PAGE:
Back at Christmastime, I had a chance to play “Pie Face” with two of my nephews.
The game borrows a concept from other games of my childhood like “Don’t Break the Ice” and “Don’t Spill the Beans.”
If you are not familiar with “Pie Face,” here is how it works:
You stick your face into an oval cardboard cutout and rest your chin on a plastic stand. Facing you is a plastic hand that can hold a glob of whipped cream.
On either side of your face are two knobs that you crank.
You turn the knobs a designated number of times depending on what number comes up on a spinner.
With each turn of the knob, the catapult of cream may or may not be released into your kisser. It’s like Russian Roulette but without the potentially fatal consequences.
Playing the game struck me as a good metaphor for coping with anxiety and depression.
Before you accuse of me of being a party pooper for equating a kids’ game with mental illnesses, hear me out.
Anxiety, like the game, fills you with a certain dread of anticipation, a rising sense that with every crank (or turn in life) something bad could happen.
More than a year ago I wrote of my trials with depression and after having thought I had it “under control,” found myself in a trough of it starting in December.
Maybe it was the buildup to the holidays.
Maybe because it was the start of the darker days, with less sunlight.
Maybe it was because I was overextended on a project for work.
Whatever the cause(s), my wife saw signs of my disconnect from the world.
I cannot speak for others, but when I am like this, everything is turned inward and I’m fixated on my “gottas” and “shouldas.”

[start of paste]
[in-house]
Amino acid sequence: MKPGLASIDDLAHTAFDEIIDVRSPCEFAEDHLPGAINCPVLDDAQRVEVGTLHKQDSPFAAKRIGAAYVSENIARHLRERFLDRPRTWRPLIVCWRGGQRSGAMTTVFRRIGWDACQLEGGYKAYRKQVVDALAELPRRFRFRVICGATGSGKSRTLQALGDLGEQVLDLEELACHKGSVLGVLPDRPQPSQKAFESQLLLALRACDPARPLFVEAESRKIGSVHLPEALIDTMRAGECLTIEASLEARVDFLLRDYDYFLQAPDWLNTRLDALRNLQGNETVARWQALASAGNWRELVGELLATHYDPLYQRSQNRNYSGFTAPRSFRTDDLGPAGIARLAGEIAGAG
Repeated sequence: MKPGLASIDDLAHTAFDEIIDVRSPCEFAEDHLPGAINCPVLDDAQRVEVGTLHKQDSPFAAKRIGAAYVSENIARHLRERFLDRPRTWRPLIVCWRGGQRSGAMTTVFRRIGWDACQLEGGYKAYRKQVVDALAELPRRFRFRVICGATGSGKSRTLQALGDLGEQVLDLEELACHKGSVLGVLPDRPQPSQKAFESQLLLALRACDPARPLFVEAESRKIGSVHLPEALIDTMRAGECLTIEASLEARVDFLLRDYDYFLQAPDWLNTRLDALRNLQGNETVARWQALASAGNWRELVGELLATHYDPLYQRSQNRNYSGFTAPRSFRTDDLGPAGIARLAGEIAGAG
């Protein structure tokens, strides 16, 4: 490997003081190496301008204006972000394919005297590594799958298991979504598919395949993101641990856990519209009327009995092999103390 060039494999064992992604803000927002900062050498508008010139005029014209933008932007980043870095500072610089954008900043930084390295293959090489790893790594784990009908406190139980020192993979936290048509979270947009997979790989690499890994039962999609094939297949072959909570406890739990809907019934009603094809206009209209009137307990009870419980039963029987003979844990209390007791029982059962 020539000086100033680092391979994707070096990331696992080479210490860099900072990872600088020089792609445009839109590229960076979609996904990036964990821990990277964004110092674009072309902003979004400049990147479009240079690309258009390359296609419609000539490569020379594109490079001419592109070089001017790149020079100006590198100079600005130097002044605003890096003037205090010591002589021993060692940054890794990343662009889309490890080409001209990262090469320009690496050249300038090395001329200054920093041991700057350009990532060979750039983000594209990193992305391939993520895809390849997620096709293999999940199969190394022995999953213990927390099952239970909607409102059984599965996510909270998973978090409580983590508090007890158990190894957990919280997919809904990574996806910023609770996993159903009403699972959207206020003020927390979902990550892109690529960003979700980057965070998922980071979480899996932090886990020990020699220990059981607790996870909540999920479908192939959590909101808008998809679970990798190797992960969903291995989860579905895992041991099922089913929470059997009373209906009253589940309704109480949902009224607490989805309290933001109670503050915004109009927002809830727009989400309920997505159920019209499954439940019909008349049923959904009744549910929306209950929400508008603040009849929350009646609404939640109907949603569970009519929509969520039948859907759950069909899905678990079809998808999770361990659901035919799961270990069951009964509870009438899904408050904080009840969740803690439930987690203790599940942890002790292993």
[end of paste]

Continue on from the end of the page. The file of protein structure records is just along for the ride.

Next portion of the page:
It reaches a point where I am not easily accessible to others.
My wife had to “knock” to make sure I was still around.
Which brings me to my doctor’s visit:
I finally resolved to get some kind of pharmaceutical treatment because December, right up to Christmas Day, was just a bouillabaisse of darkness and anxiety.
For 15 years (at least) I had been trying to beat this on my own. I figured through regular exercise and just powering through it that it would subside.
All of December proved me wrong.
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— Kels ❤️'s Carrie (@Carries_Angel) how to write a good english essay introduction
I have never tried mood-altering drugs of any kind. While I am quick to applaud those who have sought medical treatment, I was reluctant to seek “better living through chemistry.”
But I am glad that I did. From the very first dose, I could feel an immediate difference. I also attended regular talk therapy sessions.
It has been several months since I started the drugs, and I feel like the medicine, a low dosage antidepressant, has “evened” me out.
I am not prone to anxious thoughts and feel more clear-headed.
For those of you who seem to be enveloped in sadness, or feel on the brink of crying often or who cannot find joy in things that have in the past brought you happiness, go to your doctor.
Get help. Seriously. You will be glad you did.